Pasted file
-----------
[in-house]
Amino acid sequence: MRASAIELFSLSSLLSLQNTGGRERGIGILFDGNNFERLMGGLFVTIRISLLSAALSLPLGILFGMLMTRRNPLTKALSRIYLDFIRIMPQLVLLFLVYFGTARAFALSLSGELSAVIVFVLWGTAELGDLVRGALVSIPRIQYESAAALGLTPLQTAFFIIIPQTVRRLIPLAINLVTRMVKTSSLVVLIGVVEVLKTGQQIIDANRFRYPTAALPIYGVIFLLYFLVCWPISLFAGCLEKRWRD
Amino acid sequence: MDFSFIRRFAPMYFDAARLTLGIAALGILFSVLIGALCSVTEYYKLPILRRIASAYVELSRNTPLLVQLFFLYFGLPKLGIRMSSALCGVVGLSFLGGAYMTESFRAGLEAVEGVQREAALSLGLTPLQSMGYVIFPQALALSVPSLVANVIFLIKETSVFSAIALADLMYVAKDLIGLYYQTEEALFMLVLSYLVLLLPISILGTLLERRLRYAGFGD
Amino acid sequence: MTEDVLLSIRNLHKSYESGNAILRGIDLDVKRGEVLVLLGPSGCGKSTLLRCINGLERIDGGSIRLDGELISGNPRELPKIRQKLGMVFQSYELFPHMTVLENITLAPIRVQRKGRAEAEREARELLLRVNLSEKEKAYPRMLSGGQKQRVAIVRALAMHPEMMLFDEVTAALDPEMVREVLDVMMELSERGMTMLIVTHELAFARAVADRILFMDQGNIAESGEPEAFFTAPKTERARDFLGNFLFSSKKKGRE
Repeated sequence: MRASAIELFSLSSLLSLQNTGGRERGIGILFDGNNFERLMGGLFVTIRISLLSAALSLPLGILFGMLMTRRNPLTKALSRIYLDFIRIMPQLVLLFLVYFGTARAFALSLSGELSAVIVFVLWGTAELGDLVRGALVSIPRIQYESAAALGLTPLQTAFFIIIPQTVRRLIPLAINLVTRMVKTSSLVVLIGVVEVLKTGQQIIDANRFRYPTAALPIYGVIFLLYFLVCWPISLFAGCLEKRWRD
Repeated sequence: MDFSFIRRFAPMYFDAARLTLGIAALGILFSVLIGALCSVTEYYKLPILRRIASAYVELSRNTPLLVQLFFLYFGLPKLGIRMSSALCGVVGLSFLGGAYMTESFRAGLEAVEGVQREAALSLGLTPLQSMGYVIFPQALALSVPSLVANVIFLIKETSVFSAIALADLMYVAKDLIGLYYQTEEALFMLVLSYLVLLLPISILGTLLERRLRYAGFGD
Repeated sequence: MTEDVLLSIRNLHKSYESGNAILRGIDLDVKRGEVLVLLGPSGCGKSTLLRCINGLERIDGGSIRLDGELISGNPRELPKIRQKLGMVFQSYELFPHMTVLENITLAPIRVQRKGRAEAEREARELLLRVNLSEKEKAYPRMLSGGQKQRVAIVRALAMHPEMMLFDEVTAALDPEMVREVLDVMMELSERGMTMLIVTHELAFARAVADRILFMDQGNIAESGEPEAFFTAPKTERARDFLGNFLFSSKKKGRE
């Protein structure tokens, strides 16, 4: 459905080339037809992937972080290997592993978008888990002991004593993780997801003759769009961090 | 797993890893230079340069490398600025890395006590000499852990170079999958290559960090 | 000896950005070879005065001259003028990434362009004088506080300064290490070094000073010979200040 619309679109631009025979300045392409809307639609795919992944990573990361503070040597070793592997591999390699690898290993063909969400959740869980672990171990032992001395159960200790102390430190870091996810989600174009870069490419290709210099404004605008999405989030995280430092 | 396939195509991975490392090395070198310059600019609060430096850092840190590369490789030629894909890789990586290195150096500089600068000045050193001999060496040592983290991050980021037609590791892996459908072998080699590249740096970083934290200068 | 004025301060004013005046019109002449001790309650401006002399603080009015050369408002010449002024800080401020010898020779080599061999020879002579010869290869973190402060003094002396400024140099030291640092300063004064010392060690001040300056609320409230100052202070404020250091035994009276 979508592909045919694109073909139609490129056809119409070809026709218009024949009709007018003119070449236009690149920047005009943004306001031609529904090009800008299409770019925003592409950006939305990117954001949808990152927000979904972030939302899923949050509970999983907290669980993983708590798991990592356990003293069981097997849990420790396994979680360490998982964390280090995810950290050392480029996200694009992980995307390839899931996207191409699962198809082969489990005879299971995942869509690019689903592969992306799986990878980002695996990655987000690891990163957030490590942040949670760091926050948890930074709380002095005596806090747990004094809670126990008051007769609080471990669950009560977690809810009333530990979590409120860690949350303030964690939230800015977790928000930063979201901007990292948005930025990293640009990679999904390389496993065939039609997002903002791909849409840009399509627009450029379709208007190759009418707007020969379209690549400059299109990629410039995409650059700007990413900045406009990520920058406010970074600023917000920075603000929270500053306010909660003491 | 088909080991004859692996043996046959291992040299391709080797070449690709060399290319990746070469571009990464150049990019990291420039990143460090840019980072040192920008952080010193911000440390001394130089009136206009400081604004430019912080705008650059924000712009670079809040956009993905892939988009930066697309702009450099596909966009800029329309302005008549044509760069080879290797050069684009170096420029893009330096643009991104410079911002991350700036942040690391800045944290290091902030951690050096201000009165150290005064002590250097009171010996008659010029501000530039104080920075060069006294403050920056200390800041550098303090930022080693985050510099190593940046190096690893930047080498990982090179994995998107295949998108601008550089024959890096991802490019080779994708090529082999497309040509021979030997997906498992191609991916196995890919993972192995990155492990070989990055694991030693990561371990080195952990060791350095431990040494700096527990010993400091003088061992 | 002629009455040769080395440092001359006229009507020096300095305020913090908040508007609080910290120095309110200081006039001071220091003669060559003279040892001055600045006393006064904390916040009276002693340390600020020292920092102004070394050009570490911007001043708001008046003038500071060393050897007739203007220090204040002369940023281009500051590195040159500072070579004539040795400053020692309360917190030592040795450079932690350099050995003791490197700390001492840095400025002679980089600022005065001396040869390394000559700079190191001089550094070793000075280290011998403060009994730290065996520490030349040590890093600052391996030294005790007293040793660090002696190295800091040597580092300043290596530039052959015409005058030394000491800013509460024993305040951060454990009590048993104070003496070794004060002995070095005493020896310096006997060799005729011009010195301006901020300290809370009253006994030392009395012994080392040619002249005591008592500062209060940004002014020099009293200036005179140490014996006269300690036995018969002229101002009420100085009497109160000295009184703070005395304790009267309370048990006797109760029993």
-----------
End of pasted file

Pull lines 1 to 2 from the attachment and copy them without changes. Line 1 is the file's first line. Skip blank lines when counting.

[in-house]
Amino acid sequence: MRASAIELFSLSSLLSLQNTGGRERGIGILFDGNNFERLMGGLFVTIRISLLSAALSLPLGILFGMLMTRRNPLTKALSRIYLDFIRIMPQLVLLFLVYFGTARAFALSLSGELSAVIVFVLWGTAELGDLVRGALVSIPRIQYESAAALGLTPLQTAFFIIIPQTVRRLIPLAINLVTRMVKTSSLVVLIGVVEVLKTGQQIIDANRFRYPTAALPIYGVIFLLYFLVCWPISLFAGCLEKRWRD